On comparing demographic, clinical and biochemical data of the study groups using one way ANOVA (Table 1) there was no significant difference (all p values are >0.05). Assessment of the effect of the drug Pioglitazobe on the study variables in group 1 (Table 2) using paired T test shows significant reduction of BMI, Ferriman-Gallwey score, free testosterone level, DHEA level, Fasting insulin level and Hb a1c level. But non significant reduction of LDL level is noticed.
Table 3 shows the effect of Pioglitazobe on the menstrual irregularities in group 1, Chi Square test shows significant reduction of oligomenorrhea and amenorrhea i.e. significant regaining of menstrual cyclicity.
Assessment of the effect of the drug Vildagliptin on the study variables in group 2 (Table 4) using paired T test shows significant reduction of BMI and Hb a1c level. Non significant reduction of LDL level is noticed. But there is elevation of Ferriman-Gallwey score, free testosterone level, DHEA level and Fasting insulin level.
Table 1. Comparison of the Pre-study variables between the 3 groups.
Table 2. Comparison between pre- and post-study variables in group 1.
Table 3. The effect of Pioglitazobe on the menstrual irregularities in group 1.
Table 4. Comparison between pre- and post-study variables in group 2.
Table 5 shows the effect of Vildagliptin on the menstrual irregularities in group 2, Chi Square test shows no significant change of the rate of oligomenorrhea and amenorrhea i.e. no significant regaining of menstrual cyclicity.
Assessment of the effect of the drug Metformin on the study variables in group 3 (Table 6) using paired T test shows significant reduction of BMI, Ferriman-Gallwey score, free testosterone level and Hb a1c level. But no significant reduction of DHEA level, Fasting insulin level. Also there is non-significant elevation of LDL level.
Table 7 shows the effect of Metformin on the menstrual irregularities in group 3, Chi Square test shows significant reduction of oligomenorrhea and amenorrhea i.e. significant regaining of menstrual cyclicity.
The following Figures 1-9 show comparison of the change of study variables between the study groups.
Figure 1. BMI. *Significant.
Figure 2. Ferriman-Gallwey score. *Significant.
Figure 3. Cases with oligomenorrhea. *Significant. ¤Non significant.
Figure 4. Cases with amenorrhea. *Significant. ¤Non significant.
Figure 5. Free testosterone “pg/ml”. *Significant. ¤Non significant.
Figure 6. DHEA “µ g/dl”. *Significant. ¤Non significant.
Figure 7. Fasting insulin “µ IU/L”. *Significant. ¤Non significant.
Figure 8. Hb A1c “gm%”. *Significant.
Figure 9. LDL “mg/dl”. ¤Non significant.
Table 5. The effect of Vildagliptin on the menstrual irregularities in group 2.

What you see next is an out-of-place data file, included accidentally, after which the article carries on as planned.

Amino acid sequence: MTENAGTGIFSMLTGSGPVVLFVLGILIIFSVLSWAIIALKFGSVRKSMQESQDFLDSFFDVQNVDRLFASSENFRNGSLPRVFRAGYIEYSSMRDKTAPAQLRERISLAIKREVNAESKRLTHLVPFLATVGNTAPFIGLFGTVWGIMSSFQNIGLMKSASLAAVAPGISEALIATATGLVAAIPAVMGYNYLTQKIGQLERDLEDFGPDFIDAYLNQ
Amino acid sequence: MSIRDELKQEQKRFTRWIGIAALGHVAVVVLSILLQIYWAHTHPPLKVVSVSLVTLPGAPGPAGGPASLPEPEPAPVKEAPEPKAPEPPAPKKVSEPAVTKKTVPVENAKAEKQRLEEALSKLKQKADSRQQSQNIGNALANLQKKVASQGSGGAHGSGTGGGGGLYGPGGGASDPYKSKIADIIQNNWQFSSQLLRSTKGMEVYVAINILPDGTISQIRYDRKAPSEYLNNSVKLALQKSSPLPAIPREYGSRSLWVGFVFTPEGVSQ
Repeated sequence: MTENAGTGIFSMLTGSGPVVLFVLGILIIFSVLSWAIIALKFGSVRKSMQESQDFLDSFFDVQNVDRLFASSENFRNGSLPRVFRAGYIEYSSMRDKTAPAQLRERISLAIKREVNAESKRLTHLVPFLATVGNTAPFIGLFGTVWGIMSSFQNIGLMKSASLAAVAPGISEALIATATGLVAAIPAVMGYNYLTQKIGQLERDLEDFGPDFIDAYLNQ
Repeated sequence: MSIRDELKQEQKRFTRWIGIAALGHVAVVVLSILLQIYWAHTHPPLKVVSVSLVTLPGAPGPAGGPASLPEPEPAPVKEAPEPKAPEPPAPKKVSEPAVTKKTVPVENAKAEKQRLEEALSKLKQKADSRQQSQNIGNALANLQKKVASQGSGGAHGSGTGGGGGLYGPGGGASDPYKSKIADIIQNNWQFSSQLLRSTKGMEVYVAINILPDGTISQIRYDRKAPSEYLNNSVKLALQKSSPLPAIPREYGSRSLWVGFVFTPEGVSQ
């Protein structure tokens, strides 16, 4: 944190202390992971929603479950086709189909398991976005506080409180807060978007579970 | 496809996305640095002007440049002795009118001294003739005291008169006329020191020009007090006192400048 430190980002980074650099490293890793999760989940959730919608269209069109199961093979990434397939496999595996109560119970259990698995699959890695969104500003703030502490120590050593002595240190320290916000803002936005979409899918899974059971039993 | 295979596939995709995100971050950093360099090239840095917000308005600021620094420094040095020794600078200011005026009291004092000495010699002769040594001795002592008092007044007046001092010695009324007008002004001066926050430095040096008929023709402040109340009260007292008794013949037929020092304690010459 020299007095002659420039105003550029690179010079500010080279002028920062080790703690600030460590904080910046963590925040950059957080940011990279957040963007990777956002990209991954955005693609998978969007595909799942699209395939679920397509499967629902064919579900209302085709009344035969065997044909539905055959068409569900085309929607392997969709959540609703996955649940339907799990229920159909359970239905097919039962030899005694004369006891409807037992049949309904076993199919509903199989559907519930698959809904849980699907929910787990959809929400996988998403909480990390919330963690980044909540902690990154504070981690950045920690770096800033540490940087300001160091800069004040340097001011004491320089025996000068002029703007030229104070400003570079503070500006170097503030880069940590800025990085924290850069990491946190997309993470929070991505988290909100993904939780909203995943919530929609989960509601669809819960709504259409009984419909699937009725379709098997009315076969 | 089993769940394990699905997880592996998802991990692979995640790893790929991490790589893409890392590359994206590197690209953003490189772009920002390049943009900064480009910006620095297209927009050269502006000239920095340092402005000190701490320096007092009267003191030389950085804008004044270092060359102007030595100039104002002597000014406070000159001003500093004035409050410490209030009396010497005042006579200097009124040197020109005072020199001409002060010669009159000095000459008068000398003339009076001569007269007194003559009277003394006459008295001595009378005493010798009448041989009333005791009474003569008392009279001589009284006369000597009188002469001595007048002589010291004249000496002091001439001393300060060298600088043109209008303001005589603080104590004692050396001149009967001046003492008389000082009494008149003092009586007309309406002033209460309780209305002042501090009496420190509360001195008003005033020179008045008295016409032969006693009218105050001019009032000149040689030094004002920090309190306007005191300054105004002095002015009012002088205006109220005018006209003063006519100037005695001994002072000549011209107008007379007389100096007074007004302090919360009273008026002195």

Table 6. Comparison between pre- and post-study variables in group 3.
Table 7. The effect of Metformin on the menstrual irregularities in group 3.
The primary objective of the study is to evaluate other oral hypoglycemic medications; specially the new ones in the management of PCOS patients as alternatives to the standard medication used for this purpose Metformin. We used many indices to assess the improvement in the clinical and metabolic condition of the patients.
Pioglitazobe in the study group 1 patients showed a significant reduction of BMI, Ferriman-Gallwey score, free testosterone level, DHEA level, Fasting insulin level and Hb a1c level, and also significant reduction of menstrual irregularities. But non significant reduction of LDL level is noticed. When compared to Metformin in the control group 3 in which there were significant reduction of BMI, Ferriman-Gallwey score, free testosterone level and Hb a1c level. But no significant reduction of DHEA level, Fasting insulin level. Also there is non-significant elevation of LDL level. This means that the clinical and metabolic effect of Pioglitazobe is better than Metformin in PCOS patients.
On the contrary there were disappointing results of the new drug Vildagliptin in group 2, the patients in this group showed significant reduction of BMI and Hb a1c level only. Non significant effect on menstrual irregularities and non significant reduction of LDL level is noticed. But there is elevation of Ferriman-Gallwey score, free testosterone level, DHEA level and Fasting insulin level. This can be explained by that Vildagliptin is a selective, reversible, competitive inhibitor of dipeptidyl peptidase-4 (DPP4). DPP4 is involved in the inactivation of many neuropeptides, cytokines, chemokines, and gastrointestinal hormones. Two important hormones involved in glucose homeostasis and inactivated by DPP4 are glucose-dependent insulinotropic polypeptide (GIP) and GLP-1. GIP and GLP-1 are incretins, which are hormones released from the gut that stimulate insulin secretion in response to food intake. GLP-1, the most potent insulinotropic hormone, enhances glucose-dependent secretion of insulin from pancreatic β-cells and inhibits glucagon secretion. Inhibition of DPP4, results in increased levels of active GLP-1 and subsequent enhancement of insulin release i.e. Vildagliptin increases insulin release rather than improves insulin sensitivity which explains most of the disappointing results of the group 2 in the current study.
To the best of our knowledge there was only one study on Vildagliptin in PCOS patients. ZHAO Xiaolan and FENG Lin  published this study in which they compared 2 groups; a study group received Vildagliptin in combination with Metformin for 6 months versus a control group received Metformin only. They concluded that Metformin combine with Vildagliptin can effectively improve the levels of endocrine,sugar and fat metabolism in patients of polycystic ovary syndrome (PCOS) with abnormal glucose metabolism, which is effective and safe. The contradiction with our results can be explained by that they used the Vildagliptin in combination with Metformin.
The Limitation of this study is the small sample size.
Pioglitazobe is an effective and safe alternative to Metformin in the management of PCOS patient although further studies including larger number of patients should be done while Vildagliptin should be omitted for use in PCOS patients.
Declaration of Funding
This study was not funded.
Declaration of Financial/Other Relationships
The authors of this manuscript have no relevant financial relationships to disclose.